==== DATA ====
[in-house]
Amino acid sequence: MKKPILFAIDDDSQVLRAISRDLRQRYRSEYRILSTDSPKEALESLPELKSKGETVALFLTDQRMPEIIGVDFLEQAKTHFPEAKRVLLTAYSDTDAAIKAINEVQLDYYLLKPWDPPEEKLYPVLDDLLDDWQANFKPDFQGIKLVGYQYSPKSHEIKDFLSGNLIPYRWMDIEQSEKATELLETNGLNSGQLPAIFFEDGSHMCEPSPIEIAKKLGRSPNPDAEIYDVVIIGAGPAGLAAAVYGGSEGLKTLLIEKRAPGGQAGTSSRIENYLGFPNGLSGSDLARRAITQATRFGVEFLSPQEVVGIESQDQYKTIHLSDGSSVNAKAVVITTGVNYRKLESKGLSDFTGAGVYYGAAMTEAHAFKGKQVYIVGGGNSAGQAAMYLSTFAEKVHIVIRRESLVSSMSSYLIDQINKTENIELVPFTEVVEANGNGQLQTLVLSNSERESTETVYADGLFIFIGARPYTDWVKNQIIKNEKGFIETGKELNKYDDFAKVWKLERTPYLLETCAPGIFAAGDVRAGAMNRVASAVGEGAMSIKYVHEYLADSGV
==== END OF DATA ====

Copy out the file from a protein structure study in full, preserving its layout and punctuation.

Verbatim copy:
[in-house]
Amino acid sequence: MKKPILFAIDDDSQVLRAISRDLRQRYRSEYRILSTDSPKEALESLPELKSKGETVALFLTDQRMPEIIGVDFLEQAKTHFPEAKRVLLTAYSDTDAAIKAINEVQLDYYLLKPWDPPEEKLYPVLDDLLDDWQANFKPDFQGIKLVGYQYSPKSHEIKDFLSGNLIPYRWMDIEQSEKATELLETNGLNSGQLPAIFFEDGSHMCEPSPIEIAKKLGRSPNPDAEIYDVVIIGAGPAGLAAAVYGGSEGLKTLLIEKRAPGGQAGTSSRIENYLGFPNGLSGSDLARRAITQATRFGVEFLSPQEVVGIESQDQYKTIHLSDGSSVNAKAVVITTGVNYRKLESKGLSDFTGAGVYYGAAMTEAHAFKGKQVYIVGGGNSAGQAAMYLSTFAEKVHIVIRRESLVSSMSSYLIDQINKTENIELVPFTEVVEANGNGQLQTLVLSNSERESTETVYADGLFIFIGARPYTDWVKNQIIKNEKGFIETGKELNKYDDFAKVWKLERTPYLLETCAPGIFAAGDVRAGAMNRVASAVGEGAMSIKYVHEYLADSGV